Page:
When talking to babies or even dogs, humans tend to slow down their speech and raise their pitch.
It turns out bat mothers do this with their offspring, too.
A team of scientists that included Smithsonian Tropical Research Institute (STRI) researchers explored whether infant-directed communication in bats resulted in vocalization changes.
Much like human baby talk, the pup-directed vocalizations of adult female bats presented a different ‘color’ and pitch than the calls directed towards other adult bats.
This is the first time that scientists describe a phenomenon that could resemble baby talk among bats, indicating that parent-offspring communication in bats is more complex than previously thought and opening new avenues for further research.
The research states:
“The greater sac-winged bat, Saccopteryx bilineata, is a vocal production learner with a large vocal repertoire that is acquired during ontogeny. We compared acoustic features between female pup-directed and adult-directed vocalizations and demonstrated that they differed in timbre and peak frequency.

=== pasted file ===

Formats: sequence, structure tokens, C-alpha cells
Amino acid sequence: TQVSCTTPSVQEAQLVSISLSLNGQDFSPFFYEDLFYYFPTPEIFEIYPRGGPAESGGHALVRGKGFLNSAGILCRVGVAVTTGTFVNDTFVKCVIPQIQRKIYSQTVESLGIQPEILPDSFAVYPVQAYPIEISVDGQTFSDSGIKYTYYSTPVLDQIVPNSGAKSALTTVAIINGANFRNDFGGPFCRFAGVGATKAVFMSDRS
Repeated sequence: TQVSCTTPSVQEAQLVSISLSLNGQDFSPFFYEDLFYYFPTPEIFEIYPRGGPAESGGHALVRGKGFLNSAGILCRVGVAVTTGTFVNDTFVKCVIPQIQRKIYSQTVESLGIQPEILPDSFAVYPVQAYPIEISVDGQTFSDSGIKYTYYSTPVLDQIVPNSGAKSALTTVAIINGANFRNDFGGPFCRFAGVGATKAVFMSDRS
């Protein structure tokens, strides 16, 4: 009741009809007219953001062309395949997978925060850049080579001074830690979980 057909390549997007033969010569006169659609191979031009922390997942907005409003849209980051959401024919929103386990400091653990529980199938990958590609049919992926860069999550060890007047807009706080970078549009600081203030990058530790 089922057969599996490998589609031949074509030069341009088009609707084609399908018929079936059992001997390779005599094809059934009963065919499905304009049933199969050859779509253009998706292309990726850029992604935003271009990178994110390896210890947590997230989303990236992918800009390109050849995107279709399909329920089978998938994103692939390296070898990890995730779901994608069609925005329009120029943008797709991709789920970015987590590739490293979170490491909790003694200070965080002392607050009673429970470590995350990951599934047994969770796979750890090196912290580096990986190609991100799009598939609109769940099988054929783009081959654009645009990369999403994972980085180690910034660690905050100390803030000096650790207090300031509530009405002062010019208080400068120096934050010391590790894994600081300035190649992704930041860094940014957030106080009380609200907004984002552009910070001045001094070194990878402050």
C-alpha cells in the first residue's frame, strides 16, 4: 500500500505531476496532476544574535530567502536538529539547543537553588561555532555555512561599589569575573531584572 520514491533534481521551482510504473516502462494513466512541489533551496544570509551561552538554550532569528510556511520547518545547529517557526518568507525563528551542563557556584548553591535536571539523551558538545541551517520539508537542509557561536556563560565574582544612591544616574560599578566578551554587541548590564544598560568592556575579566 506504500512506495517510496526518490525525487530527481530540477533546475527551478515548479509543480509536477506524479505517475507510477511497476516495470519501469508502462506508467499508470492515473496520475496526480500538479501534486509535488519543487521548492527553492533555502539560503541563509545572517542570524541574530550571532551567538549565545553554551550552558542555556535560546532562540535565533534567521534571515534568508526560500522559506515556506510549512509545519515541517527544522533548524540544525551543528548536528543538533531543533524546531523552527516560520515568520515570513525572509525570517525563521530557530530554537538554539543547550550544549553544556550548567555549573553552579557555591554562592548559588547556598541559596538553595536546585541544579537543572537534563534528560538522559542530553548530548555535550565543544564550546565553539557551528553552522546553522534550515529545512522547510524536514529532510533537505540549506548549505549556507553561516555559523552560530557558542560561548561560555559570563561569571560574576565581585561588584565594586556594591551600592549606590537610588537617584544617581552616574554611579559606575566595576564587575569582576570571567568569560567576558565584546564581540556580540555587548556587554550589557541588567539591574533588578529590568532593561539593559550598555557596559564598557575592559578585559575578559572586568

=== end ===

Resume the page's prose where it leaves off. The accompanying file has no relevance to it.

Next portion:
Furthermore, we described pup-directed vocalizations of adult males. During the ontogenetic period when pups’ isolation calls (ICs) (used to solicit maternal care) are converging toward each other to form a group signature, adult males also produce ICs. Pups’ ICs are acoustically more similar to those of males from the same social group than to other males.
In conclusion, our novel findings indicate that parent-offspring communication in bats is more complex and multifaceted than previously thought, with female pup-directed vocalizations reminiscent of human motherese and male pup-directed vocalizations that may facilitate the transmission of a vocal signature across generations.”